The suit also accuses the defendants of stalking, harassment, and spreading misinformation online and in news articles in order to damage Remini’s reputation and career. Remini claims that after the release of her 2015 novel Troublemaker: Surviving Hollywood and Scientology, she became “aware that she was being followed by private investigators hired” by the defendants who were “so intimidating that it made Ms. Remini fear for her physical safety.” 

It continues, “As a result, Ms. Remini, for the first time in her life despite being a public figure, was forced to hire private bodyguards to ensure her safety during her book tour.” Remini is still stalked “to the present day,” per the suit. 

The Scientology and the Aftermath presenter also claimed that multiple business contracts were nixed as a result of continued harassment online and in letters from the church’s followers. Among them was her working relationship with iHeartMedia, which previously published her Scientology: Fair Game podcast with fellow former Scientologist Mike Rinder.

According to the lawsuit, “Defendants intentionally interfered with Ms. Remini’s contractual relationship with iHeartMedia, without any justification, through actions including but not limited to: writing false and disparaging accusations about Ms. Remini and her podcast on various social media websites and twitter accounts owned, operated and/or controlled by Defendants and Defendants’ operatives; sending disparaging letters about Ms. Remini to iHeartMedia’s executive vice president and COO, producer, podcast audio editor, and advertisers; and harassing iHeartMedia’s podcast producers until they decided to end its contractual relationship with Ms. Remini on March 7, 2022.”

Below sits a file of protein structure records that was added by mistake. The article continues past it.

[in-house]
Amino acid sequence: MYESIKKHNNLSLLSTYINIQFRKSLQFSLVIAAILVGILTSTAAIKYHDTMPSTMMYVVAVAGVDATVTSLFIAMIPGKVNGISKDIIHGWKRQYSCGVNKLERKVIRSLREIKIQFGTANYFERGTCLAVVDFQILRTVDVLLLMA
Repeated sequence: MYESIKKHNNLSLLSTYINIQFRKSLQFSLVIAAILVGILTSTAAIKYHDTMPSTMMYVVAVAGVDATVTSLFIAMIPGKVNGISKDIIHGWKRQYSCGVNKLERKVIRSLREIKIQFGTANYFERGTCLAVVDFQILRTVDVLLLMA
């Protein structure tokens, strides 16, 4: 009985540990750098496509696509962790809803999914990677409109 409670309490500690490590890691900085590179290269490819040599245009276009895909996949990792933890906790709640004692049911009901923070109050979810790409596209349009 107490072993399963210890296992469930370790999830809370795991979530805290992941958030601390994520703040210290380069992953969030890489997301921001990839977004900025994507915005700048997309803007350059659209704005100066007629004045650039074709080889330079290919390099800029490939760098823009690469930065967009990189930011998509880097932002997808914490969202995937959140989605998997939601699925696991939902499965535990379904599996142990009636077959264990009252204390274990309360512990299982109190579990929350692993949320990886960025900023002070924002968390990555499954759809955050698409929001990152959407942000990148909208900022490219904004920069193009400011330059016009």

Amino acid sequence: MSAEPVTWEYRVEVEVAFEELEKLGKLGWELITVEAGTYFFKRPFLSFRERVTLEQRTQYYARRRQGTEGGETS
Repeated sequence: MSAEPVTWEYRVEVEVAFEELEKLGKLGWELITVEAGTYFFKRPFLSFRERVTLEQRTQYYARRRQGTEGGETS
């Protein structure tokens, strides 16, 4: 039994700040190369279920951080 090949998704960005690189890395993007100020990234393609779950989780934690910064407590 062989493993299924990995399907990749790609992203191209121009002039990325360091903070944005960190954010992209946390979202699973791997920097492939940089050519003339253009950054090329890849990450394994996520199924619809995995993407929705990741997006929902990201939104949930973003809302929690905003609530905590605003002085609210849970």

Remini also alleged that she’s “experienced scores of incidents of credible threats of violence” that “could not, and did not, serve any legitimate purpose” and made her “fear for her own safety and the safety of her immediate family.”

“Defendants’ knowing and willful course of conduct directed at Plaintiff has occurred for at least ten years and continues to this day; it has alarmed, annoyed, and harassed her, without any legitimate purpose other than to cause her harm,” it read. “The conduct is at such a level as to cause a reasonable person to suffer substantial emotional distress as has been suffered by Ms. Remini.”